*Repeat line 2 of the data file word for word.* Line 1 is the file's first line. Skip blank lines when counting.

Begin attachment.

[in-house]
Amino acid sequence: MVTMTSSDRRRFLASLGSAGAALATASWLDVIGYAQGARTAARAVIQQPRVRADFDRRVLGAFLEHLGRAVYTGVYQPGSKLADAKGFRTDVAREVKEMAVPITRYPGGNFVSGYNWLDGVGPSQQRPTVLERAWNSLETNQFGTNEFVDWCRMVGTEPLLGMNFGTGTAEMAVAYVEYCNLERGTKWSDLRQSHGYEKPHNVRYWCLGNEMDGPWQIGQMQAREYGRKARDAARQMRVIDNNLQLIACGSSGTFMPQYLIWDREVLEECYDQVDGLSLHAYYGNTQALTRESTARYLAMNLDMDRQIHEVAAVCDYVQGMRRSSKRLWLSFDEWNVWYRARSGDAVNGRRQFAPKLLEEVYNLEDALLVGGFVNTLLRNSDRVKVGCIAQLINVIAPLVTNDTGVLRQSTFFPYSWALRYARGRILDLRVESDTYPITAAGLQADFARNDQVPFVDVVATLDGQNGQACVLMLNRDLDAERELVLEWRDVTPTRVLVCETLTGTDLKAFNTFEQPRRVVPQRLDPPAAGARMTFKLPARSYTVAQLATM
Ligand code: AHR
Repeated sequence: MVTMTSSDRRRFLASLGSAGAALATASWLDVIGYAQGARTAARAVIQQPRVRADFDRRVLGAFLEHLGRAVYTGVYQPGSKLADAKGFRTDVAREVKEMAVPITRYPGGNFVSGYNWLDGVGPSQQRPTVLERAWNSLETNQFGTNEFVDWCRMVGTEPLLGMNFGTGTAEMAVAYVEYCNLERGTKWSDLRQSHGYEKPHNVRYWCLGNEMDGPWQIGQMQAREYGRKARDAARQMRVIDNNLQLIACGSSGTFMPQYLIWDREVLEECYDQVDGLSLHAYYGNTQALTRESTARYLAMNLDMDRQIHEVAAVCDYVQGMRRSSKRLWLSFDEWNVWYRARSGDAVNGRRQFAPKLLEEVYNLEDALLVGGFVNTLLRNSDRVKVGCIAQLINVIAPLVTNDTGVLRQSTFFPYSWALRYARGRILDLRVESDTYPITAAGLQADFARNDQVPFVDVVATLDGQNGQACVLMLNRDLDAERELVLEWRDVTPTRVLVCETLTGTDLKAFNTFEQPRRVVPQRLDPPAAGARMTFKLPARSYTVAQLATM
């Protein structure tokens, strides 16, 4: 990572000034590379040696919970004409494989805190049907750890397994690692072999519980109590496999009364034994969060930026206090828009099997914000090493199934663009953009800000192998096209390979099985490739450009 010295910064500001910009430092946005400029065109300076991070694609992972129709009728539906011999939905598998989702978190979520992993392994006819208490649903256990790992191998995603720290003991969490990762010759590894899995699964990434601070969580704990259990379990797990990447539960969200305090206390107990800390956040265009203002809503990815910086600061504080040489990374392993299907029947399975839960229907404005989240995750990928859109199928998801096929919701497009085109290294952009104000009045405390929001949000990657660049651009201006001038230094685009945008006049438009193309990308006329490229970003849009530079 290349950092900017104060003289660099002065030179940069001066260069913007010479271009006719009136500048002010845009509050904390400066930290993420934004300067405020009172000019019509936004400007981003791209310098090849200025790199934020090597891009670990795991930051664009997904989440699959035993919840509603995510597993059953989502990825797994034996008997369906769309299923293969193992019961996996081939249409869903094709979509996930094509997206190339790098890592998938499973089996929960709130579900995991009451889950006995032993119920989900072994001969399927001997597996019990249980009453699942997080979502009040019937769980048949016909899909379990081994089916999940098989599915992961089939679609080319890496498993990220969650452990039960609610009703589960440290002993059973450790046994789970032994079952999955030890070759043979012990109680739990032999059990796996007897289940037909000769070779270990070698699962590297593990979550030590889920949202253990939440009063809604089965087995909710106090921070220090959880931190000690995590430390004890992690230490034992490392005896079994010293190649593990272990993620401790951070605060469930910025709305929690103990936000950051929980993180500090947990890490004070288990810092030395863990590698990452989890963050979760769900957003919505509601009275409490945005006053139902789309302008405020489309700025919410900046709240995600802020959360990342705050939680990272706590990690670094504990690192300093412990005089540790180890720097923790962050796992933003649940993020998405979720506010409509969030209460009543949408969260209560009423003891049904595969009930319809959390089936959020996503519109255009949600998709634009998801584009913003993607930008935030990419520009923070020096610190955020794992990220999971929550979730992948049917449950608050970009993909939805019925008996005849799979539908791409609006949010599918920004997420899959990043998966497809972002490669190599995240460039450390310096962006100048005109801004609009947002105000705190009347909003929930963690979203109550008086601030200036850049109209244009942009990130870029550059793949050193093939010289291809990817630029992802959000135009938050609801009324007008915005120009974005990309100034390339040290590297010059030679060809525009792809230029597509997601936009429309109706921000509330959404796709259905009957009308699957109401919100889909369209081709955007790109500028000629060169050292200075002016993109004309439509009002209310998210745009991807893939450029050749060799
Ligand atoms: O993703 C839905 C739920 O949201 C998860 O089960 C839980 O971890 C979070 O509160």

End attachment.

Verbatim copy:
Amino acid sequence: MVTMTSSDRRRFLASLGSAGAALATASWLDVIGYAQGARTAARAVIQQPRVRADFDRRVLGAFLEHLGRAVYTGVYQPGSKLADAKGFRTDVAREVKEMAVPITRYPGGNFVSGYNWLDGVGPSQQRPTVLERAWNSLETNQFGTNEFVDWCRMVGTEPLLGMNFGTGTAEMAVAYVEYCNLERGTKWSDLRQSHGYEKPHNVRYWCLGNEMDGPWQIGQMQAREYGRKARDAARQMRVIDNNLQLIACGSSGTFMPQYLIWDREVLEECYDQVDGLSLHAYYGNTQALTRESTARYLAMNLDMDRQIHEVAAVCDYVQGMRRSSKRLWLSFDEWNVWYRARSGDAVNGRRQFAPKLLEEVYNLEDALLVGGFVNTLLRNSDRVKVGCIAQLINVIAPLVTNDTGVLRQSTFFPYSWALRYARGRILDLRVESDTYPITAAGLQADFARNDQVPFVDVVATLDGQNGQACVLMLNRDLDAERELVLEWRDVTPTRVLVCETLTGTDLKAFNTFEQPRRVVPQRLDPPAAGARMTFKLPARSYTVAQLATM